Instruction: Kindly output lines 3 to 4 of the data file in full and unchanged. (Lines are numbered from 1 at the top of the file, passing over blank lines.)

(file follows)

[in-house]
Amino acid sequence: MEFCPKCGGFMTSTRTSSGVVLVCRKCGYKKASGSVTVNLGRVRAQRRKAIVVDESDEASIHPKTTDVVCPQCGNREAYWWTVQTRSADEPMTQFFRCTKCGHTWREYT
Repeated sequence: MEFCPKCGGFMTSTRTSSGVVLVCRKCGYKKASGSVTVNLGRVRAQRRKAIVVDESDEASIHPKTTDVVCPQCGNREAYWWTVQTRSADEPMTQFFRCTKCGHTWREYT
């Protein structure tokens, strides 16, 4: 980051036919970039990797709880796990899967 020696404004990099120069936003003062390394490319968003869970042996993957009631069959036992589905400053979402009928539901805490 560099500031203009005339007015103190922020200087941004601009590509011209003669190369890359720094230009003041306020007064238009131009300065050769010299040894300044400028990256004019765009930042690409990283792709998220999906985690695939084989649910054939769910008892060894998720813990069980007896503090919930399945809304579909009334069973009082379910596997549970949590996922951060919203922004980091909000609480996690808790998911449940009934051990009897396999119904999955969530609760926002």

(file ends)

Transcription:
Repeated sequence: MEFCPKCGGFMTSTRTSSGVVLVCRKCGYKKASGSVTVNLGRVRAQRRKAIVVDESDEASIHPKTTDVVCPQCGNREAYWWTVQTRSADEPMTQFFRCTKCGHTWREYT
């Protein structure tokens, strides 16, 4: 980051036919970039990797709880796990899967 020696404004990099120069936003003062390394490319968003869970042996993957009631069959036992589905400053979402009928539901805490 560099500031203009005339007015103190922020200087941004601009590509011209003669190369890359720094230009003041306020007064238009131009300065050769010299040894300044400028990256004019765009930042690409990283792709998220999906985690695939084989649910054939769910008892060894998720813990069980007896503090919930399945809304579909009334069973009082379910596997549970949590996922951060919203922004980091909000609480996690808790998911449940009934051990009897396999119904999955969530609760926002």